One final, and currently emerging, application of phytotechnology to the envi-ronmental context involves the possible use of plants in a variety of industrial sectors as pollution detectors. The aim is principally to provide valuable informa-tion about the toxicological components of contamination from a wide variety of sources, including the automotive, chemical and textile industries. Unlike biosen-sors, which tend to be designed around isolated biochemical reactions, in this approach, the plants are used as entire biological test systems. Moreover, unlike conventional chemical analytical methods which produce quantifiable, numeric measurements, the varieties used have been selected for their abilities to iden-tify contaminants by reacting to the specific effects these substances have on the plant’s vital functions. Thus, by directing the focus firmly onto the obvious and discernible biological consequences of the pollutants and then codifying this into a diagnostic tool, the assessment process is made more readily available to a wider range of those who have an interest in pollution control.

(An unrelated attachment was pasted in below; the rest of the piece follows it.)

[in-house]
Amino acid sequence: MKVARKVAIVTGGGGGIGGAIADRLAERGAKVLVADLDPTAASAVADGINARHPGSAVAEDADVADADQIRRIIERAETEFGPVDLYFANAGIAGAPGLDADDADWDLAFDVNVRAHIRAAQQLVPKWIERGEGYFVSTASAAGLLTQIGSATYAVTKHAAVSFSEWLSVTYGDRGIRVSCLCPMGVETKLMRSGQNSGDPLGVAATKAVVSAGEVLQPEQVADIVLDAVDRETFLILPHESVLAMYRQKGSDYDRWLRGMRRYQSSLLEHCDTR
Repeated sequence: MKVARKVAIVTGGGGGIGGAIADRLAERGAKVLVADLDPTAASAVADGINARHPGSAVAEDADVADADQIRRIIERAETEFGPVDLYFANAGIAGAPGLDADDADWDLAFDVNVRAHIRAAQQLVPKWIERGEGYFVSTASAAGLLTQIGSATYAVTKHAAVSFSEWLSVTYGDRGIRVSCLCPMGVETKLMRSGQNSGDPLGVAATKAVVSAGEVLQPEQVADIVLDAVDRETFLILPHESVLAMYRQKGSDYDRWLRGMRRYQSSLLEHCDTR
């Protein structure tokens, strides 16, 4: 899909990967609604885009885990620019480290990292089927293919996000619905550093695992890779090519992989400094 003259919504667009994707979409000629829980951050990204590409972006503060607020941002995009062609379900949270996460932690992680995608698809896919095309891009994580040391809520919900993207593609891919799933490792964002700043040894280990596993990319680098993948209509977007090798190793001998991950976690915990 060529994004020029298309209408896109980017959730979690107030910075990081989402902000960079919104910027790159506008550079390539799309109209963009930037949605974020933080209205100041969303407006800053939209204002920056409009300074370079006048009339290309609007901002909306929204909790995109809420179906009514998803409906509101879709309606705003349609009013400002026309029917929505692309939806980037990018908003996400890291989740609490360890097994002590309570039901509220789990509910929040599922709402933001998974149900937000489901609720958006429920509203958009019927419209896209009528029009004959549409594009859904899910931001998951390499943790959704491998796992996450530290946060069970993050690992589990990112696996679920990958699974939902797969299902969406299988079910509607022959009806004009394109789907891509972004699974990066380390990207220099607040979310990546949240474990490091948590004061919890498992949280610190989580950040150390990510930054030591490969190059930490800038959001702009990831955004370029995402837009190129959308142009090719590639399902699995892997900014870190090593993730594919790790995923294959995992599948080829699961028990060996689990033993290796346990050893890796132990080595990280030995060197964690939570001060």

The development of this technology is still in the initial stages, but it would appear to open up the way for a controllable method to determine pollutant effects. It seems likely that they will be of particular value as early detection systems in the field, since they are functional within a broad range of pH and under varied climatic conditions. An additional benefit is that they are responsive to both long-term pollution or incidental spillages and can be applied to either laboratory or on-site investigations to monitor air, soil or water, even on turbid or coloured samples, which often cause anomalous readings with spectrophotometric test methods.
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